Third- Why? Ultimately, the decision you have to make requires you to check out your motivations. Do you want folks in your congregation to know you have a sense of humor? Tell some jokes. Do you have serious theological issue with the doctrine and dogma of the Roman Catholic Church? This isn’t going to convince anyone that you are right. Are you feeling like you stopped being physically attractive at the moment of ordination, and want to remind yourself that you can be sexy?
This one is tougher, and familiar, and there is an answer- close the church office on Nov. 1, get yourself a sexy mouse/toothbrush/whatever costume, and take yourself to the next largest metropolitan area where there is a sizable population of young adults. Have a blast. It is hard to be a public person all of the time, and you deserve a break. Be safe, enjoy yourself, and make sure you get all the glitter off before Sunday morning. Halloween is one the most popular holidays in this country because it is all about stepping outside of ourselves and trying on another’s life- with the safety net of returning to our old selves as soon as the masks come off.
Dear Ask a YCW-
I see Halloween as a great opportunity for meeting the wider community- hundreds of children and their parents will be coming to my door. Any tips?
There are tons of ways to celebrate Halloween and also do a little good. Let’s start with candy. Did you know that many of the farms that produce raw materials for the chocolate industry use child labor, often keeping children as young as 7 in conditions that are effectively slavery? Now you do. Go get yourself some certified Fair Trade chocolate to fill your goodie bowl. Yes, it will cost more. If the cost of fair trade chocolate is prohibitive for you, buy a different sort of candy after researching its provenance. The wonder of living in the internet age is that you can google fair trade organic Halloween candy and immediately get 943,000 results. More kids these days struggle with allergies, so try to have a choice of treats on hand for those who can’t have peanuts or gluten.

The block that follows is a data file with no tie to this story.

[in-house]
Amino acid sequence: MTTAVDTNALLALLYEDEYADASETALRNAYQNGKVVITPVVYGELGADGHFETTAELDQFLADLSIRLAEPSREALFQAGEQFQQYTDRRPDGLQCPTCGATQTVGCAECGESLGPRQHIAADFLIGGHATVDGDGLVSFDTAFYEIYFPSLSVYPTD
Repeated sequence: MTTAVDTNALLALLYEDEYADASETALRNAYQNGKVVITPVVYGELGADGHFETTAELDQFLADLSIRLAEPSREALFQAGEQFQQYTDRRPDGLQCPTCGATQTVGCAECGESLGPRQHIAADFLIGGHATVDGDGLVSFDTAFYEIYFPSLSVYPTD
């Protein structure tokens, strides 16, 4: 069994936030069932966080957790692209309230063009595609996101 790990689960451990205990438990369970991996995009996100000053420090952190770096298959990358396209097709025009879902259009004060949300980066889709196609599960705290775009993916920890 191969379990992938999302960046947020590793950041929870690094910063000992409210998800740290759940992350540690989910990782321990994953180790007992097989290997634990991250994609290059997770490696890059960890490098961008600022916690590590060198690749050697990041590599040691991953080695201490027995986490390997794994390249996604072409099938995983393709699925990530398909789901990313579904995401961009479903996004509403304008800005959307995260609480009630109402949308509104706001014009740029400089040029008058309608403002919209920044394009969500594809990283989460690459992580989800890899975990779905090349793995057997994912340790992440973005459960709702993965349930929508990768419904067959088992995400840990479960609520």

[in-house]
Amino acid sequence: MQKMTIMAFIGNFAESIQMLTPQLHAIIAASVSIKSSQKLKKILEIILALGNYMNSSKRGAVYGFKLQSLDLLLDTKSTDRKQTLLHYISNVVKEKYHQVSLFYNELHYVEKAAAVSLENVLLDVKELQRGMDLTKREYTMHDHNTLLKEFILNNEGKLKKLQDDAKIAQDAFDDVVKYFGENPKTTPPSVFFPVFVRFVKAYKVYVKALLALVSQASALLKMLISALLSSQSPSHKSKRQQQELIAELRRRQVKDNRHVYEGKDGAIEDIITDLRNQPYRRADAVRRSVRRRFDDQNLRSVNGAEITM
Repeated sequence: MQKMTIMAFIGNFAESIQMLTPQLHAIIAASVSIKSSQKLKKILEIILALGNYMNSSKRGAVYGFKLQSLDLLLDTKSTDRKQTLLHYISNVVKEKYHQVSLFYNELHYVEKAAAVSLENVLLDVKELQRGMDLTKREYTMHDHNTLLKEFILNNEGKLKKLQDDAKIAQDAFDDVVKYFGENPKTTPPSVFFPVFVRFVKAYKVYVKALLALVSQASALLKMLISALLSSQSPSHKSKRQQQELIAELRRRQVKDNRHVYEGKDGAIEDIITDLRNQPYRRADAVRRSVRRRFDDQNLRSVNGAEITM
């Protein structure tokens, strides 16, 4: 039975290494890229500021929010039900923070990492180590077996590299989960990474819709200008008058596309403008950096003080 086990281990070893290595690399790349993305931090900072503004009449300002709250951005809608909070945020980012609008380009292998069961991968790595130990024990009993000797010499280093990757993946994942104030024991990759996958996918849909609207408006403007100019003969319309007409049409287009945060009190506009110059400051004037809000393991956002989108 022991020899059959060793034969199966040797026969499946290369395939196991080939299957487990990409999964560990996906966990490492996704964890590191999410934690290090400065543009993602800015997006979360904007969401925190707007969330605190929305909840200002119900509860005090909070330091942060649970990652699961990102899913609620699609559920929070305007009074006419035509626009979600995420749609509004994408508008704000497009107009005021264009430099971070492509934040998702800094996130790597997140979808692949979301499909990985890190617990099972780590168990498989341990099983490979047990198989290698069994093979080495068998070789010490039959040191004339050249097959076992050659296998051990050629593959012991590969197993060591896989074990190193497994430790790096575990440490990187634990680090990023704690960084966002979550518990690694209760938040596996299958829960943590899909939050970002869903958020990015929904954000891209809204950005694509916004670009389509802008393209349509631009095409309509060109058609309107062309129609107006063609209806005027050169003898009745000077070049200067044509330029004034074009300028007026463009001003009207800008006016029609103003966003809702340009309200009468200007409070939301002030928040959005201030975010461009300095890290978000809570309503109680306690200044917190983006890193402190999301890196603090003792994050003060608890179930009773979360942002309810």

Adding a postcard about your awesome youth program to your treat bowl might seem shameless, and it is, but do it anyway if you are comfortable with it.
Maybe candy isn’t your thing, and you think this holiday is an aberration and to let everyone else know that you are going to hand out religious tracts designed to scare the hell out of little kids. When I was growing up, there was a house in my neighborhood that did just this.
It did not make me want to go to church.
That happened years later when I was introduced to a community of kind, humble, welcoming Christians who gave me a safe space to ask questions and struggle with answers. If you are absolutely opposed to the celebration of Halloween on a theological or ethical basis, turn your lights off and pretend like you aren’t home. Kids have enough to be afraid of these days without adding God to the list.
Image by: bartoszf
Used with permission